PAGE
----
Last month, my work allowed me to travel again. I can hardly keep up with all the trips I made in the last 12 months. Following media trips to Switzerland (read here part 1, 2, and 3), Abu Dhabi and London I was invited on a visit to the tiny city-state of Singapore in South-East Asia.
I had been once to Singapore before, with my husband on our way to New-Zealand back in 2012. In that time, we stayed a few nights to rest from the first leg of our journey and diminish the effects of the jet lag we would sure have. We walked around and saw some of the highlights, but by far not everything there is to do and see.
Although Singapore is one of the smallest states worldwide, it actually has a lot to offer for tourists. However, what makes the country unique for me is that it is one of the most religiously diverse places in the world. In Singapore, you will find a Buddhist temple on Mosque Street, or a mosque next to a church. But what you don’t find is people fighting because of their religion. Singapore is a very tranquil country in which the different ethnic groups live next to and with each other peacefully.
When the Brits set foot on the island back in 1819, the population was predominantly Malay. However, soon the country became dominated by immigrants from China, Malaysia, and India. The fourth major group are the “Eurasians,” descendants from mixed European and Asian marriages.
While the British planned to separate the various ethnics in different neighborhoods – hence the still existing China Town, Little India, and Arab Quarter – they ended up living together without any problems.
The result of this is also a very interesting cuisine, and we got the chance to make some of its dishes during a cooking class at Food Playground.
I finally got to learn how to make Chicken Satay (tofu for me), a dish I truly love and is quite popular in the Netherlands as well due to the Indonesian influence there. I could eat peanut sauce every day and not get bored of it! I was surprised how complicated and time consuming it is to make good peanut sauce, though. I remember seeing some recipes on the Internet calling for peanut butter, water, soy sauce, and perhaps a little chilli, but I can tell you that is not the real thing! This was so much tastier and unlike any peanut sauce I had before. If I have enough courage and time I will try to replicate this recipe at home.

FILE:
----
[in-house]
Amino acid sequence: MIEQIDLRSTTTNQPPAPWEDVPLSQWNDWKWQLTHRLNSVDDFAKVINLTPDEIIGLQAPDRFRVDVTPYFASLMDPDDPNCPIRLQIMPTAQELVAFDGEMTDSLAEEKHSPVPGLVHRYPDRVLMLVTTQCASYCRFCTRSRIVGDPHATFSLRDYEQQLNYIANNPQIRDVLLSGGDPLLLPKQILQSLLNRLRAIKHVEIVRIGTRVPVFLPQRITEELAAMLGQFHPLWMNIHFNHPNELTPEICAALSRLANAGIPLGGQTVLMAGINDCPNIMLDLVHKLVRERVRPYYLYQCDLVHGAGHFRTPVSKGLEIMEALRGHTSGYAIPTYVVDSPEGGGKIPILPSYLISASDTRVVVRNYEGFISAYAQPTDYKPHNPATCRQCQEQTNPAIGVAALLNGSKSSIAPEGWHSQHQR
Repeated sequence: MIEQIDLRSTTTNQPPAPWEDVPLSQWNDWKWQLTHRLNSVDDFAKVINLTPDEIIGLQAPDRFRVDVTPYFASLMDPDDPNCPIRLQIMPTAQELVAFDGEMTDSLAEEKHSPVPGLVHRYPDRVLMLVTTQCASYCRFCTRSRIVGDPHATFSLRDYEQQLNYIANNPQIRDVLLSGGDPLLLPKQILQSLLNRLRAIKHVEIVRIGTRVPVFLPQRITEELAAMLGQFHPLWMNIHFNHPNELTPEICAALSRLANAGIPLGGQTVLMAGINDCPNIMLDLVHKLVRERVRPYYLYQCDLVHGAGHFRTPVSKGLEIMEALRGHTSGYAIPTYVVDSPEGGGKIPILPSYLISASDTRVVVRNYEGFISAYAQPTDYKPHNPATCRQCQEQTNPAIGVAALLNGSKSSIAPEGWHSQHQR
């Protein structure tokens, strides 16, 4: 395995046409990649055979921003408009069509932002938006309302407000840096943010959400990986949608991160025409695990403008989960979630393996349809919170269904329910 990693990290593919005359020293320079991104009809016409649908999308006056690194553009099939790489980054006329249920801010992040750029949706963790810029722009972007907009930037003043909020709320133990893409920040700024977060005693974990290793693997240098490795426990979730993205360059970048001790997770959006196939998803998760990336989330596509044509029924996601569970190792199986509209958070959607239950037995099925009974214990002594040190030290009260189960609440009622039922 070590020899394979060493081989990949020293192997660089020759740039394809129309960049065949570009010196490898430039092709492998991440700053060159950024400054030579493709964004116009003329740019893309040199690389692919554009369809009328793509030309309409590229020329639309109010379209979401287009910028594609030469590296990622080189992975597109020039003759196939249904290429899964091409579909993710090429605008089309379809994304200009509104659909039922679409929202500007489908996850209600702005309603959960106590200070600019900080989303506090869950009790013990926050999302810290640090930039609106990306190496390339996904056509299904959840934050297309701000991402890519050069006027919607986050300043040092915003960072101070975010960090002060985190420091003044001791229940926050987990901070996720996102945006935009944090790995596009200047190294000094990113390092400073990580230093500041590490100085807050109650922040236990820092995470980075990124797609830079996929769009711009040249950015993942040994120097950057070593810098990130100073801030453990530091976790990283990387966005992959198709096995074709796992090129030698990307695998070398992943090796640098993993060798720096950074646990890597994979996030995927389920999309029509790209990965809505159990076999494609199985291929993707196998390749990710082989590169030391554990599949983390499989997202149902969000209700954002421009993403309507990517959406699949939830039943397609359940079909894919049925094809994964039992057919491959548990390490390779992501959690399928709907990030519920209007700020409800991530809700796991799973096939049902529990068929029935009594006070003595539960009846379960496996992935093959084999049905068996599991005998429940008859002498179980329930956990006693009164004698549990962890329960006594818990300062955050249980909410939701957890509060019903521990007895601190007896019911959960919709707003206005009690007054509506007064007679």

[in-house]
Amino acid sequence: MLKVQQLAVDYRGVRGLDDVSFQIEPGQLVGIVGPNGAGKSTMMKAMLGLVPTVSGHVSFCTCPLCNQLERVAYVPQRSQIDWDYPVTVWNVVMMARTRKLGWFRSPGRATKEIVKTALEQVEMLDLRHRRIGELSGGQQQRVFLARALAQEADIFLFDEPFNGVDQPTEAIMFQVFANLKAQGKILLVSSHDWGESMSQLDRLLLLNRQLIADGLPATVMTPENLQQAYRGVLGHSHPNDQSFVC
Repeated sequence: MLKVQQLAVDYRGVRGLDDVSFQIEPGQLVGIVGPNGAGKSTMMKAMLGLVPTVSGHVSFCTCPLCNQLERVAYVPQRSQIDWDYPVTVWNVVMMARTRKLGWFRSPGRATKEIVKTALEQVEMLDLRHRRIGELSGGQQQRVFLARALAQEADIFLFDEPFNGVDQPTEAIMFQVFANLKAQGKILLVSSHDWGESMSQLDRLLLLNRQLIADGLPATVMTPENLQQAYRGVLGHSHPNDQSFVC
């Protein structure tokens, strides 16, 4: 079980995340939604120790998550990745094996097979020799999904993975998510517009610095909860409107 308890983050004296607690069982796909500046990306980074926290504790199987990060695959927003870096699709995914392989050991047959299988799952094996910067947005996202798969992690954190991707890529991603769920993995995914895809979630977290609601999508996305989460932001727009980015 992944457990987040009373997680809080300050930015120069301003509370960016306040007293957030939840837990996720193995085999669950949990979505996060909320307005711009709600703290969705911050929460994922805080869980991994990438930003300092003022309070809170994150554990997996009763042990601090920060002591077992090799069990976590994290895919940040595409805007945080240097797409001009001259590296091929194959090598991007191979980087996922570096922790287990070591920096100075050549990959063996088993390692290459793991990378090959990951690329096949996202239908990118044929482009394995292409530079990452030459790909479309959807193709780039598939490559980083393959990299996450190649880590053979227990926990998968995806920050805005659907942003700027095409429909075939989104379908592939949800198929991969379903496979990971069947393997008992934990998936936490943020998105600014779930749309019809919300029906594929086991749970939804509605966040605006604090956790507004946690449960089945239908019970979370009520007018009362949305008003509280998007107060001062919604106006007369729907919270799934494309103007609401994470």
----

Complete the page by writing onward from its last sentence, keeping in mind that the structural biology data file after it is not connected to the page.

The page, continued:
We also made Char Kway Teow, a fried noodle dish with egg, prawns (not for me) garlic, chives, bean sprouts and soy sauce. I’m not a big noodle eater, but this was definitely an easy to make and quite tasty dish.
Naturally, our meal wouldn’t be complete without ending it on a sweet note. For this we made crepes made of flour, egg, coconut milk and pandan juice (which gives it the green color) stuffed with a concoction of grated coconut and palm sugar. As you can see on the picture, I became quite a master in Kueh Dadar!
The cooking class was the highlight of the trip for me. I always enjoy trying new dishes and learning about ingredients.
Another highlight was our visit to the Marina Bay Sands Hotel and particularly the infinity pool on top of the three skyscrapers. Too bad we just had a glimpse of the rooftop swimming pool, but it was nevertheless special to see.
As always, we had way too little time to see and do it all, so it would always be a good idea to come back. To find out what other highlights we visited you can check the article I wrote in the Saudi Gazette: “Singapore: A family friendly getaway.”